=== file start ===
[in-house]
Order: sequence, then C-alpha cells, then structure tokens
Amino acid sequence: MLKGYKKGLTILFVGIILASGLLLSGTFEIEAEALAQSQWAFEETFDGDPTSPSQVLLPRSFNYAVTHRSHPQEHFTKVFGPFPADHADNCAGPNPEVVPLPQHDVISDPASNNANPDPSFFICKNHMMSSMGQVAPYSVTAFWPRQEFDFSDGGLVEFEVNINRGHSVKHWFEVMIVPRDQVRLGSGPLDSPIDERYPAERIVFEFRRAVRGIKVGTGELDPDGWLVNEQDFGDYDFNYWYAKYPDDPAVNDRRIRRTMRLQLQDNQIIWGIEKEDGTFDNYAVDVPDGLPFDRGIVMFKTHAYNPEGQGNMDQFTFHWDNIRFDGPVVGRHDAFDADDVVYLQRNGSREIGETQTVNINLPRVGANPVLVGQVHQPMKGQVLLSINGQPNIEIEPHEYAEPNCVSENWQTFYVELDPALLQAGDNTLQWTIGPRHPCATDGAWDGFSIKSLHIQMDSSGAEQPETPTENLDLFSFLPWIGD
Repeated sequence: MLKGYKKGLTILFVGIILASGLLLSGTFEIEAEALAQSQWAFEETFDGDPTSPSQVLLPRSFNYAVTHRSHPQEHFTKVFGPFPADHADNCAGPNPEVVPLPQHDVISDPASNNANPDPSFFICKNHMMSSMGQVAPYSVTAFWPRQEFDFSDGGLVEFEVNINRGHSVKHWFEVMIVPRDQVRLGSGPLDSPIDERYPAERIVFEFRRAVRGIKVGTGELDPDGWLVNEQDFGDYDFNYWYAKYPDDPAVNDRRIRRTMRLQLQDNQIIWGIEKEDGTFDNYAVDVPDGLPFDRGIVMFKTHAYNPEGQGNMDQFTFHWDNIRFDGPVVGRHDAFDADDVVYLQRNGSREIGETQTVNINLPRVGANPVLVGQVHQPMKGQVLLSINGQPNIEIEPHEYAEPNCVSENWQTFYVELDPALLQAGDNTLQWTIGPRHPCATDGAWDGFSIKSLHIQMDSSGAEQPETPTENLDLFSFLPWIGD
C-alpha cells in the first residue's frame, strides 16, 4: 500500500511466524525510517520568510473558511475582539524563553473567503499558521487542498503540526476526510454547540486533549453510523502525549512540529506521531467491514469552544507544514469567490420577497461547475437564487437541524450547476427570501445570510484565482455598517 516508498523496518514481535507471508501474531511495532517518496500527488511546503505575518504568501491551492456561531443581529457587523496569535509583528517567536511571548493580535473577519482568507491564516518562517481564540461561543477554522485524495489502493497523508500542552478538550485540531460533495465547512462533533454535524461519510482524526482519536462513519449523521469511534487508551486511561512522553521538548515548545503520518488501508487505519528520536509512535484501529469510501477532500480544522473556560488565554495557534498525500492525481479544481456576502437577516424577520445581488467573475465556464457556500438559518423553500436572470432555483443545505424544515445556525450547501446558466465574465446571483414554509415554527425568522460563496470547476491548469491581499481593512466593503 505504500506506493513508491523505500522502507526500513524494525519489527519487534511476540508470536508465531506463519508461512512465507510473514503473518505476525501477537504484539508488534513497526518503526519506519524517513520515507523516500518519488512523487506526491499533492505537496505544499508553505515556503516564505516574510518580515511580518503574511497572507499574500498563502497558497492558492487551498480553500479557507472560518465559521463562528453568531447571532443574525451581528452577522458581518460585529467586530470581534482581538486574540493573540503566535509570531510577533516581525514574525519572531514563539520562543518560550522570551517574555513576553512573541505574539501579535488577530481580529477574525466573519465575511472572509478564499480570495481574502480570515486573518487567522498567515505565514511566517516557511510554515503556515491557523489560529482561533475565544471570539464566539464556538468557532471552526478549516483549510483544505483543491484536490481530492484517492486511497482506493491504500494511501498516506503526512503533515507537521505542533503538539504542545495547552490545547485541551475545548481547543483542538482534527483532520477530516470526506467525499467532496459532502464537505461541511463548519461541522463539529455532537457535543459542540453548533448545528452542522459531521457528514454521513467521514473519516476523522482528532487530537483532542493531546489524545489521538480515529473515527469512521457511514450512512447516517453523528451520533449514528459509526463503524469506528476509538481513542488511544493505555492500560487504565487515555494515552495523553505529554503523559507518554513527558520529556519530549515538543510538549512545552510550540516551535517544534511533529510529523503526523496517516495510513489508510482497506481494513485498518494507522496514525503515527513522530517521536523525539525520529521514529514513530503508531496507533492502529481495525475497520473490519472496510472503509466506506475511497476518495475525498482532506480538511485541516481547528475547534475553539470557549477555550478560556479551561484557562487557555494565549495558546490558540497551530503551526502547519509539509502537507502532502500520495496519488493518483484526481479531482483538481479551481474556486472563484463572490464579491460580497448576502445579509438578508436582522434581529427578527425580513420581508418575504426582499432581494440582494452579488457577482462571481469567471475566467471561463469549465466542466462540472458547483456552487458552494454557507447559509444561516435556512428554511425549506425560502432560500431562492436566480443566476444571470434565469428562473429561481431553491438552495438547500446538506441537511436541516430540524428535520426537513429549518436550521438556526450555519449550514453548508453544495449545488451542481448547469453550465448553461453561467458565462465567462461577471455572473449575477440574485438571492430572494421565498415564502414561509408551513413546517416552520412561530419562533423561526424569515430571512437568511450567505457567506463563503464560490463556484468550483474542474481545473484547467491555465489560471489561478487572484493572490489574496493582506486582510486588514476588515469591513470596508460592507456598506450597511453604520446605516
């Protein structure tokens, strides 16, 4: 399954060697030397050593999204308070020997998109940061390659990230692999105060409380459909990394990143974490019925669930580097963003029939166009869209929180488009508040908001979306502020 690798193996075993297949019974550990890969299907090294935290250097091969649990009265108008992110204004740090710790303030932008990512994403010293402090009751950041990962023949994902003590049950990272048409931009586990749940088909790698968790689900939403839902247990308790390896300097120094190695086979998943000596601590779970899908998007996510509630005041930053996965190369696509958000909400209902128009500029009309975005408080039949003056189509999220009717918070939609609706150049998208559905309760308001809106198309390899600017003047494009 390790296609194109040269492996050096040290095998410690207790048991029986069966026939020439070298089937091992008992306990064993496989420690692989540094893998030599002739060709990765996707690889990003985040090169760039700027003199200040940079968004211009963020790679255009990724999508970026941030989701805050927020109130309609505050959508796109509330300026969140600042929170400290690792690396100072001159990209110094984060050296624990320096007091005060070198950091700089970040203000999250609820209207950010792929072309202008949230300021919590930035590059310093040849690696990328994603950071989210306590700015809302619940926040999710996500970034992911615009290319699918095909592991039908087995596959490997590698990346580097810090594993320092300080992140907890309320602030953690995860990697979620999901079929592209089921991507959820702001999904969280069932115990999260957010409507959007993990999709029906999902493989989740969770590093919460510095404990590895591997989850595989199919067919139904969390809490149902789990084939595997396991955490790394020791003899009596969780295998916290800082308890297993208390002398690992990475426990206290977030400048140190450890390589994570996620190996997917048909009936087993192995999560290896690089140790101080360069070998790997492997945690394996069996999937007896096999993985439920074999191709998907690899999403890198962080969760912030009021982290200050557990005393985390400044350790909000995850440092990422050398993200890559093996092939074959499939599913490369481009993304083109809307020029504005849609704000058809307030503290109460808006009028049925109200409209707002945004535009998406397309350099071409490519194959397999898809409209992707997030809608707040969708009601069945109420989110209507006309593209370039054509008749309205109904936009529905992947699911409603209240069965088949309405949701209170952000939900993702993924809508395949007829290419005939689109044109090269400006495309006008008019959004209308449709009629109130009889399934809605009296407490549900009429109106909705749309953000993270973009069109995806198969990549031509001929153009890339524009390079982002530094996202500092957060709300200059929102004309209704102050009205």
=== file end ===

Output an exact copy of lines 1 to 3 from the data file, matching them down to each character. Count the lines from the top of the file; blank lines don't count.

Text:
[in-house]
Order: sequence, then C-alpha cells, then structure tokens
Amino acid sequence: MLKGYKKGLTILFVGIILASGLLLSGTFEIEAEALAQSQWAFEETFDGDPTSPSQVLLPRSFNYAVTHRSHPQEHFTKVFGPFPADHADNCAGPNPEVVPLPQHDVISDPASNNANPDPSFFICKNHMMSSMGQVAPYSVTAFWPRQEFDFSDGGLVEFEVNINRGHSVKHWFEVMIVPRDQVRLGSGPLDSPIDERYPAERIVFEFRRAVRGIKVGTGELDPDGWLVNEQDFGDYDFNYWYAKYPDDPAVNDRRIRRTMRLQLQDNQIIWGIEKEDGTFDNYAVDVPDGLPFDRGIVMFKTHAYNPEGQGNMDQFTFHWDNIRFDGPVVGRHDAFDADDVVYLQRNGSREIGETQTVNINLPRVGANPVLVGQVHQPMKGQVLLSINGQPNIEIEPHEYAEPNCVSENWQTFYVELDPALLQAGDNTLQWTIGPRHPCATDGAWDGFSIKSLHIQMDSSGAEQPETPTENLDLFSFLPWIGD